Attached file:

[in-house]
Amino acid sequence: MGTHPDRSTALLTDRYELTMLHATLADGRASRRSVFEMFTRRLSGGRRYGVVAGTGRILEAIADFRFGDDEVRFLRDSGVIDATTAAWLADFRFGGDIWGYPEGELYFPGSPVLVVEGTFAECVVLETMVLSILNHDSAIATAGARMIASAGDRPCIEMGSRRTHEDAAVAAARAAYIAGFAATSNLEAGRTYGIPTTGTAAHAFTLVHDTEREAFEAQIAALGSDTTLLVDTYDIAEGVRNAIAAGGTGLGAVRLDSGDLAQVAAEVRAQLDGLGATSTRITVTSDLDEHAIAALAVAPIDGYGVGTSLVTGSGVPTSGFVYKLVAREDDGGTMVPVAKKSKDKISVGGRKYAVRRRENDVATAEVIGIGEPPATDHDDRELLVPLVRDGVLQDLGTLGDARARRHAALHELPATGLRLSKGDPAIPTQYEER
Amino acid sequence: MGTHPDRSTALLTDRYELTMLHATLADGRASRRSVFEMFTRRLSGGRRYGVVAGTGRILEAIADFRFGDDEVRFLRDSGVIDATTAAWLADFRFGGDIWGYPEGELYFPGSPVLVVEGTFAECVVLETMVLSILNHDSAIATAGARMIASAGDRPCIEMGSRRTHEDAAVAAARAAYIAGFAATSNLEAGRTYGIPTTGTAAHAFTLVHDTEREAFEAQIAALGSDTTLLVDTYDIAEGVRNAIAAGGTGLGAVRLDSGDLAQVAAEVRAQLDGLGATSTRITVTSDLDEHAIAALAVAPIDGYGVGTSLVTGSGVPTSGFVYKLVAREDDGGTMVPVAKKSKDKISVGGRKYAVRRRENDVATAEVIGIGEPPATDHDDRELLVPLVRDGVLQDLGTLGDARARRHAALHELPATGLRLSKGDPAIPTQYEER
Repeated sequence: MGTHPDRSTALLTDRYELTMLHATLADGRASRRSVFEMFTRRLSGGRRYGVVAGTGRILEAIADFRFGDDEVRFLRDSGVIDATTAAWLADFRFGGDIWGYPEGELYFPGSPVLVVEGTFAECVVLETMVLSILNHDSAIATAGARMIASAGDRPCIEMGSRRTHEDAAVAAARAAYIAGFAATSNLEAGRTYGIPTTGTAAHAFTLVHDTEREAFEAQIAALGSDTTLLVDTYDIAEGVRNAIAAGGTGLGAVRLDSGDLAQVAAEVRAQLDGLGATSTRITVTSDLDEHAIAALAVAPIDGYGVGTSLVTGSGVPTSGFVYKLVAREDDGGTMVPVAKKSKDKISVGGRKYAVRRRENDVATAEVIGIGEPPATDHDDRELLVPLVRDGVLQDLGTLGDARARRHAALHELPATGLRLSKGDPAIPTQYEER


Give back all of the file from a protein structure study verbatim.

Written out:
[in-house]
Amino acid sequence: MGTHPDRSTALLTDRYELTMLHATLADGRASRRSVFEMFTRRLSGGRRYGVVAGTGRILEAIADFRFGDDEVRFLRDSGVIDATTAAWLADFRFGGDIWGYPEGELYFPGSPVLVVEGTFAECVVLETMVLSILNHDSAIATAGARMIASAGDRPCIEMGSRRTHEDAAVAAARAAYIAGFAATSNLEAGRTYGIPTTGTAAHAFTLVHDTEREAFEAQIAALGSDTTLLVDTYDIAEGVRNAIAAGGTGLGAVRLDSGDLAQVAAEVRAQLDGLGATSTRITVTSDLDEHAIAALAVAPIDGYGVGTSLVTGSGVPTSGFVYKLVAREDDGGTMVPVAKKSKDKISVGGRKYAVRRRENDVATAEVIGIGEPPATDHDDRELLVPLVRDGVLQDLGTLGDARARRHAALHELPATGLRLSKGDPAIPTQYEER
Amino acid sequence: MGTHPDRSTALLTDRYELTMLHATLADGRASRRSVFEMFTRRLSGGRRYGVVAGTGRILEAIADFRFGDDEVRFLRDSGVIDATTAAWLADFRFGGDIWGYPEGELYFPGSPVLVVEGTFAECVVLETMVLSILNHDSAIATAGARMIASAGDRPCIEMGSRRTHEDAAVAAARAAYIAGFAATSNLEAGRTYGIPTTGTAAHAFTLVHDTEREAFEAQIAALGSDTTLLVDTYDIAEGVRNAIAAGGTGLGAVRLDSGDLAQVAAEVRAQLDGLGATSTRITVTSDLDEHAIAALAVAPIDGYGVGTSLVTGSGVPTSGFVYKLVAREDDGGTMVPVAKKSKDKISVGGRKYAVRRRENDVATAEVIGIGEPPATDHDDRELLVPLVRDGVLQDLGTLGDARARRHAALHELPATGLRLSKGDPAIPTQYEER
Repeated sequence: MGTHPDRSTALLTDRYELTMLHATLADGRASRRSVFEMFTRRLSGGRRYGVVAGTGRILEAIADFRFGDDEVRFLRDSGVIDATTAAWLADFRFGGDIWGYPEGELYFPGSPVLVVEGTFAECVVLETMVLSILNHDSAIATAGARMIASAGDRPCIEMGSRRTHEDAAVAAARAAYIAGFAATSNLEAGRTYGIPTTGTAAHAFTLVHDTEREAFEAQIAALGSDTTLLVDTYDIAEGVRNAIAAGGTGLGAVRLDSGDLAQVAAEVRAQLDGLGATSTRITVTSDLDEHAIAALAVAPIDGYGVGTSLVTGSGVPTSGFVYKLVAREDDGGTMVPVAKKSKDKISVGGRKYAVRRRENDVATAEVIGIGEPPATDHDDRELLVPLVRDGVLQDLGTLGDARARRHAALHELPATGLRLSKGDPAIPTQYEER